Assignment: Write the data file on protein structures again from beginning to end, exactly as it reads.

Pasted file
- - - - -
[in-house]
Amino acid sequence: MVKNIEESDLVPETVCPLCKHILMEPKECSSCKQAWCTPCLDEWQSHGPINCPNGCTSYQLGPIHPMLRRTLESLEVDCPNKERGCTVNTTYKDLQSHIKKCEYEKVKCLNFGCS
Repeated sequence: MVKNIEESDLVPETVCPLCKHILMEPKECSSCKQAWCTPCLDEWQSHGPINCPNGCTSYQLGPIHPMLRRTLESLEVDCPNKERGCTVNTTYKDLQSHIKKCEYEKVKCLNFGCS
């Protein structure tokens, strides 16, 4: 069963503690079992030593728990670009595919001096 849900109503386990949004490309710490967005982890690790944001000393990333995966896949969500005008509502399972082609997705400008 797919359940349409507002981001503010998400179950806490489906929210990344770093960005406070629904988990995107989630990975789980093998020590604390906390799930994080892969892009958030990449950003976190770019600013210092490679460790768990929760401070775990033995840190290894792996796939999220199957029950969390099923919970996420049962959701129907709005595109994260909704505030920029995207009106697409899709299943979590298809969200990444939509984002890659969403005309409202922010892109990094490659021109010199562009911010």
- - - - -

[in-house]
Amino acid sequence: MVKNIEESDLVPETVCPLCKHILMEPKECSSCKQAWCTPCLDEWQSHGPINCPNGCTSYQLGPIHPMLRRTLESLEVDCPNKERGCTVNTTYKDLQSHIKKCEYEKVKCLNFGCS
Repeated sequence: MVKNIEESDLVPETVCPLCKHILMEPKECSSCKQAWCTPCLDEWQSHGPINCPNGCTSYQLGPIHPMLRRTLESLEVDCPNKERGCTVNTTYKDLQSHIKKCEYEKVKCLNFGCS
């Protein structure tokens, strides 16, 4: 069963503690079992030593728990670009595919001096 849900109503386990949004490309710490967005982890690790944001000393990333995966896949969500005008509502399972082609997705400008 797919359940349409507002981001503010998400179950806490489906929210990344770093960005406070629904988990995107989630990975789980093998020590604390906390799930994080892969892009958030990449950003976190770019600013210092490679460790768990929760401070775990033995840190290894792996796939999220199957029950969390099923919970996420049962959701129907709005595109994260909704505030920029995207009106697409899709299943979590298809969200990444939509984002890659969403005309409202922010892109990094490659021109010199562009911010």